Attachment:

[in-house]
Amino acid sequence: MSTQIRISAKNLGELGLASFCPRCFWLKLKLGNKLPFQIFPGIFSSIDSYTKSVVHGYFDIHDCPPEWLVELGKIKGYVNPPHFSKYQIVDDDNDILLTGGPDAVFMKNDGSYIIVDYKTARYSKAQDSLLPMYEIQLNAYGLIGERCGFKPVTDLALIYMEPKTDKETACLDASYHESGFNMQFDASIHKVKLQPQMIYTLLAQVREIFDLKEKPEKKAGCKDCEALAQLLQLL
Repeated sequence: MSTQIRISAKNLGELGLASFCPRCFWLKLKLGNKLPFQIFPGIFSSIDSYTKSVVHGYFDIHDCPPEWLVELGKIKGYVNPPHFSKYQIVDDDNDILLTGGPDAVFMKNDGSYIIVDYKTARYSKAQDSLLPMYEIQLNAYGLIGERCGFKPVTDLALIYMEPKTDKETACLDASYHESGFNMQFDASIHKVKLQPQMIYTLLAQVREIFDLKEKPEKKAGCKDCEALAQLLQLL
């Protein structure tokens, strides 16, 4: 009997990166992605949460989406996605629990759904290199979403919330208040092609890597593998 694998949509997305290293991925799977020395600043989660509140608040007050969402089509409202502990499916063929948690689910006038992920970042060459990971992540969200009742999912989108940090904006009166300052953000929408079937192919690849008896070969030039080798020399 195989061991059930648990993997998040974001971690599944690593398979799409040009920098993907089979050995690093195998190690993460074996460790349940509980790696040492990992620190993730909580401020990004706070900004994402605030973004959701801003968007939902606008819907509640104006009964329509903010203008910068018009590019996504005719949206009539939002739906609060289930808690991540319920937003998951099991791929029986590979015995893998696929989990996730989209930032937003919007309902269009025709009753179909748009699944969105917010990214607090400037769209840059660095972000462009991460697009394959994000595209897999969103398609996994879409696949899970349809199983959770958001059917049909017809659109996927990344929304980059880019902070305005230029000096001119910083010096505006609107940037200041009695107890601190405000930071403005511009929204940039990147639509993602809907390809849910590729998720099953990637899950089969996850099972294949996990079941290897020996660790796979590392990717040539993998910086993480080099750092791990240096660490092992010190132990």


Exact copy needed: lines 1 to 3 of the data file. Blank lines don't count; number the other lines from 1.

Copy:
[in-house]
Amino acid sequence: MSTQIRISAKNLGELGLASFCPRCFWLKLKLGNKLPFQIFPGIFSSIDSYTKSVVHGYFDIHDCPPEWLVELGKIKGYVNPPHFSKYQIVDDDNDILLTGGPDAVFMKNDGSYIIVDYKTARYSKAQDSLLPMYEIQLNAYGLIGERCGFKPVTDLALIYMEPKTDKETACLDASYHESGFNMQFDASIHKVKLQPQMIYTLLAQVREIFDLKEKPEKKAGCKDCEALAQLLQLL
Repeated sequence: MSTQIRISAKNLGELGLASFCPRCFWLKLKLGNKLPFQIFPGIFSSIDSYTKSVVHGYFDIHDCPPEWLVELGKIKGYVNPPHFSKYQIVDDDNDILLTGGPDAVFMKNDGSYIIVDYKTARYSKAQDSLLPMYEIQLNAYGLIGERCGFKPVTDLALIYMEPKTDKETACLDASYHESGFNMQFDASIHKVKLQPQMIYTLLAQVREIFDLKEKPEKKAGCKDCEALAQLLQLL